Threatened with arranged marriage to the Emperor, Kaguya wishes to leave this Earth. The moon gods grant her wish, and now she has little time left on Earth before she's swept up to the moon, her memories permanently erased. The film's final act is a surreal, heartbreaking reminder of the things that make even the toughest lives worth living.

5 UP

Pete Docter has directed three movies: Monsters Inc., Inside Out, and Up. All three of them make this list. He might be the most consistently great talent in Pixar's stable of directors, and his films manage to be simultaneously some of the funniest and the most heartbreaking in the studio's impressive library.

In regards to Up's impact, what else is there to say that hasn't already been said? The film's most moving four minutes, a montage spanning the lives of Carl and Ellie from their marriage up to the moment where death parts them, doesn't need any words at all to take viewers on a big emotional journey. The film afterwards is a lot wackier and doesn't ever reach the artistic heights of those four minutes, but few movies could, and the climax where Carl opens up his dead wife's "Adventure Book" perfectly brings the film's emotional arc together.


It's not too controversial to say that The Iron Giant is the best Superman film ever made, is it? Not to say the original Richard Donner/Christopher Reeve film isn't also great, but nothing captures the power and significance of what Superman represents better than Brad Bird's Cold War fable about another lost alien possessing both powers that could destroy humanity and a soul that yearns to save it.

The Iron Giant was brought to life through a combination of expressive cell-shaded animation and the voice of Vin Diesel, who, between the Giant and Groot, seems to be the go-to guy if you want an animated character who says very few words but can break your heart when saying them. As wet-eyed as everyone got over "We are Groot," though, that final utterance of "SU-PER-MAN" during the Giant's big sacrifice are still the saddest three syllables Diesel's ever read.


Toy Story 2 was the rare sequel that improved upon its predecessor by taking the theme of the relationship between toys and children and bringing it to a more challenging place, asking how that relationship changes as kids grow up. Woody's dilemma over whether to return to Andy and be played with for only a few more years or to be displayed in a museum, admired forever if never truly loved, might have an obvious conclusion but there's still genuine reason for him to feel conflicted.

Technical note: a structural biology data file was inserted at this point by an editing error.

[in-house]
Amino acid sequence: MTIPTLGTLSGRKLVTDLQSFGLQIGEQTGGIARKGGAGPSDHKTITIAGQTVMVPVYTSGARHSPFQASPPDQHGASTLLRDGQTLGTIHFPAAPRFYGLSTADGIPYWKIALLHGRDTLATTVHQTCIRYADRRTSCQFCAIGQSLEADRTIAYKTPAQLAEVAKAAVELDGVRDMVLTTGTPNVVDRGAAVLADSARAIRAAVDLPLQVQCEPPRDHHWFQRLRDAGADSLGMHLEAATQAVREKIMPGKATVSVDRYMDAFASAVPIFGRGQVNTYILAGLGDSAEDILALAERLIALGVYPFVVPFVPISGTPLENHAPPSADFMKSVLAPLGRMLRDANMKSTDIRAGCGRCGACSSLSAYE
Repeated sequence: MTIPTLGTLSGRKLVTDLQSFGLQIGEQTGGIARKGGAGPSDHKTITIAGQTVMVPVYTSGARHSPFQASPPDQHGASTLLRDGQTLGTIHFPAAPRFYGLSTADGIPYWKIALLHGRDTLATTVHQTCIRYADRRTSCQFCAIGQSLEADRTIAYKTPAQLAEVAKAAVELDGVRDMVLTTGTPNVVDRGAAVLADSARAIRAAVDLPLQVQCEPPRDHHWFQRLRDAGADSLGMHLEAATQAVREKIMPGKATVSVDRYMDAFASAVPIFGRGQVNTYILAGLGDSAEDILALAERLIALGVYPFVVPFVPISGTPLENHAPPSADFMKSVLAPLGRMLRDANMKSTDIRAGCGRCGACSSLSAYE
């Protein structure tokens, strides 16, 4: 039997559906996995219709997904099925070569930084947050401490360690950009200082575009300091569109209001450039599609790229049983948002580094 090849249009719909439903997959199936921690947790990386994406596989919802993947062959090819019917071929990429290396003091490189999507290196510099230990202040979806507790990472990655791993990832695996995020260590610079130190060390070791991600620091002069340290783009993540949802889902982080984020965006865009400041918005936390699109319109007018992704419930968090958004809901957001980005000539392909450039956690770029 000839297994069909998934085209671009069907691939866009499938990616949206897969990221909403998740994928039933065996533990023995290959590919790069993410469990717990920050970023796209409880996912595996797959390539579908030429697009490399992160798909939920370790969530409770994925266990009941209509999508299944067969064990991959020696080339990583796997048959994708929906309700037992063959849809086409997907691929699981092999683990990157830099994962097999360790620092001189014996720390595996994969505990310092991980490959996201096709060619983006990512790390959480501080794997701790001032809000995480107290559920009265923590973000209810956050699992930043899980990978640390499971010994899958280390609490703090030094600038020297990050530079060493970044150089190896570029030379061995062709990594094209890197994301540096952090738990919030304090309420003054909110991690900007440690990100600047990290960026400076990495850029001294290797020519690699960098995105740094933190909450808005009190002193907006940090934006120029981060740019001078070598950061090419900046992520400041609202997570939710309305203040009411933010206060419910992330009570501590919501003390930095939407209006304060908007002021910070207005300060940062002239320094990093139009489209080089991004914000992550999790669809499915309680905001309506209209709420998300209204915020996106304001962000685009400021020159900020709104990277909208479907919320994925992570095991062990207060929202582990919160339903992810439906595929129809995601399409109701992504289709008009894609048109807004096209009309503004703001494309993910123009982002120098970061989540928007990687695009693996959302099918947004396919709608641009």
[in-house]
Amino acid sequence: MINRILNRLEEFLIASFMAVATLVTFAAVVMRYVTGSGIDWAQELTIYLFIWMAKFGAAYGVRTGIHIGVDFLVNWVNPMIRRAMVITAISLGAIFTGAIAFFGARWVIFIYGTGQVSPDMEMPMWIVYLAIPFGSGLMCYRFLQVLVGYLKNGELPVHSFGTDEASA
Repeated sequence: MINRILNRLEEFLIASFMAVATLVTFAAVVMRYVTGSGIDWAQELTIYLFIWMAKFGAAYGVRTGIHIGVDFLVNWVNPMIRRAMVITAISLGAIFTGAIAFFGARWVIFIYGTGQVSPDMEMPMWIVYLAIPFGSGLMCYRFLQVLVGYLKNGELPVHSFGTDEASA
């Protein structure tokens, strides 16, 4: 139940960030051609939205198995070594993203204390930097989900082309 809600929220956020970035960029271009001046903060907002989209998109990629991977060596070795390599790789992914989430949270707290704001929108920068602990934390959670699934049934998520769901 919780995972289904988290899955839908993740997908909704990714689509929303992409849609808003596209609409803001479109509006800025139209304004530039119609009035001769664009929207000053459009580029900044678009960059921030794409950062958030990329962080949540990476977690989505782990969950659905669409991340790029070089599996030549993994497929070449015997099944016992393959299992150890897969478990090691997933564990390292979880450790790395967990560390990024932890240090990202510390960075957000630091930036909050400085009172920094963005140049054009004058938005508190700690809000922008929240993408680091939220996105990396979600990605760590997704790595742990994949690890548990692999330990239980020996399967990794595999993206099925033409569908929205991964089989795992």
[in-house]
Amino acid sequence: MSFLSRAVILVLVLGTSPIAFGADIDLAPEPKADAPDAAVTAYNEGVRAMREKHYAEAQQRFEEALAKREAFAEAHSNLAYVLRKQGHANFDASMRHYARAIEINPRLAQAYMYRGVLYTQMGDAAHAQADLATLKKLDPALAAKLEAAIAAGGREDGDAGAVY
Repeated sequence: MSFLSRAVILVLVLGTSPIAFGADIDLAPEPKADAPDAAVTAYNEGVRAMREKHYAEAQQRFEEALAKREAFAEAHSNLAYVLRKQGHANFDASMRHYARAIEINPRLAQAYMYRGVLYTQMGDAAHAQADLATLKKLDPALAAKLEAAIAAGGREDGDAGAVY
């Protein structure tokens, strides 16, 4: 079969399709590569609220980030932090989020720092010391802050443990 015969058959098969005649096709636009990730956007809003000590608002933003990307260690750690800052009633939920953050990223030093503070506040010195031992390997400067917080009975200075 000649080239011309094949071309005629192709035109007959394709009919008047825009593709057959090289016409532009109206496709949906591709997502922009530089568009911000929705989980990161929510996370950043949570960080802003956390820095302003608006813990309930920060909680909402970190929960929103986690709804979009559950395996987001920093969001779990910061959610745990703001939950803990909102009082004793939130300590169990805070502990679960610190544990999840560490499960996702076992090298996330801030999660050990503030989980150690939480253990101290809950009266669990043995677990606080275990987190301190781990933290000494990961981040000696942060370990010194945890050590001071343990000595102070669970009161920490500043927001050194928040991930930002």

The saddest part of the movie is easily the "When She Loved Me" musical sequence, showing Jessie's backstory as the once beloved, then ignored, eventually abandoned toy of a young girl who outgrew her. Sarah McLaughlin's vocals, Randy Newman's composition, and the Pixar animators' masterful visual storytelling combine into a sequence that can make even the most stone-hearted viewer get something in their eye.


The promise of Toy Story 2 paid off in Toy Story 3. Andy's going off to college and the toys have to face life without him. The film's multilayered metaphor works as both a story about parents learning to live with an empty nest and about religious faithful struggling with the seeming absence of God in their lives. This was a particularly intense experience for audience members who were around the same age as Andy and had grown up with the series, to say nothing of their parents.

The final act is a non-stop tearjerker, entering horrific existential territory in the incinerator scene before coming to a bittersweet ending where Andy passes his toys on to a new owner. If you're wondering why millennials as a group seem to have trouble letting go of their childhoods, blame this movie. Toy Story 4, please don't fuck up!


Dead parents and sad toys are all well and good for a solid cry, but if you really want to feel like shit, how about a cartoon about children starving to death during the firebombing of Japan in World War II? Isao Takahata's Grave of the Fireflies is one of the saddest films ever made. Takahata claimed he didn't make the film as an anti-war statement, his thematic interest instead being the irresponsibility of youth, but it's still a powerful portrait of the effects of war on civilians. The animation lends it poetic artfulness; it'd be unwatchable in live-action.

If you really want to mess with your head, watch Grave how it was originally released: as a double feature with My Neighbor Totoro! Ghibli's most depressing film was part of a double feature with their cutest. If you try this, maybe watch Grave first and Totoro second as a pick-me-up.

You made it. Now get that dust out of your eye and let us know the most depressing animated feature you've ever seen in the comments. Or don't, we're fine with that, too!

Batman/TMNT Crossover
Next 10 Weird Comic Book Crossovers Like Batman/TMNT

More in Lists